Communist Revolution to Consumer Revolution: A study of saving and consumption patterns for urban members of China’s Generation Y and the social drivers behind those patterns
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In November of 2013 during the Communist Party’s Third Plenum, the government of the PRC announced an effort to shift the drivers of economic growth from heavy government spending and exports to domestic demand. This shift will require a push to increase consumption and drive down savings among Chinese citizens since past studies have shown a high propensity to save among Chinese and relatively low levels of personal consumption when compared to international peers, attributed to China’s unique growth path and culture. Yet no study has examined the consumption patterns of China’s youngest generation, Generation Y, which has grown up under widely different circumstances than previous generations. My paper analyzes a sample population of 70 people between 22 and 34 in Chinese cities. It concludes that due to societal factors related to the One Child Policy and the Reform and Opening of the late 20th Century, that Generation Y saves less and consumes proportionately more than the rest of Chinese society. Factors driving this trend include this generation’s greater susceptibility to advertisements, their lower incomes, and their strong belief in continued economic growth, which are factors unique to Generation Y. Understanding Generation Y and their savings and consumption patterns will be important for the Chinese government as it works to increase individual consumption as a way to fuel economic growth, as well as for many outside of China since Chinese consumers continue to make up an increasingly large proportion of the global marketplace.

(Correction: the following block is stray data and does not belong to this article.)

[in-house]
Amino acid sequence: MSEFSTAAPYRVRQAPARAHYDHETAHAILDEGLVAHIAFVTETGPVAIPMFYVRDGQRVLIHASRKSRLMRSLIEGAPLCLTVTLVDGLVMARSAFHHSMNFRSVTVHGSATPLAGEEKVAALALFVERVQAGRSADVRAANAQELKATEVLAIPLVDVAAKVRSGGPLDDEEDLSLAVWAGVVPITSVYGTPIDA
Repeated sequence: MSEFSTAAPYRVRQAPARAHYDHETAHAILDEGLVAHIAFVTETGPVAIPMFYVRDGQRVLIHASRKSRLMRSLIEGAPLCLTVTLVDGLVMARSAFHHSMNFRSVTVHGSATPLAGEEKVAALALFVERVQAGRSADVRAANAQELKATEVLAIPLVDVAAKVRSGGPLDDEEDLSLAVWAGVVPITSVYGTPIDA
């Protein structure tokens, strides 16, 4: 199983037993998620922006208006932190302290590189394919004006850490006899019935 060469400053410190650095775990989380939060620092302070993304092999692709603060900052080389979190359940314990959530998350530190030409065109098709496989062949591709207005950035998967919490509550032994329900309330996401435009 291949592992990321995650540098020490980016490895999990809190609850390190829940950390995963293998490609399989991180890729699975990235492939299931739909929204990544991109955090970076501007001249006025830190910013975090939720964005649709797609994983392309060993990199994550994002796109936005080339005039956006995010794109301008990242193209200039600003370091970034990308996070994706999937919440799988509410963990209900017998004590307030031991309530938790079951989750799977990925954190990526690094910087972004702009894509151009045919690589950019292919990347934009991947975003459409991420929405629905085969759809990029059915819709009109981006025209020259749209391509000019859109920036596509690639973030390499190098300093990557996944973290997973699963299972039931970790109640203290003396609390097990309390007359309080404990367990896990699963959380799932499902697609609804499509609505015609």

DepartmentPublic Policy Studies
CitationQuinn, Conor (2015). Communist Revolution to Consumer Revolution: A study of saving and consumption patterns for urban members of China’s Generation Y and the social drivers behind those patterns. Honors thesis, Duke University. Retrieved from https://hdl.handle.net/10161/9378.
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Rights for Collection: Undergraduate Honors Theses and Student papers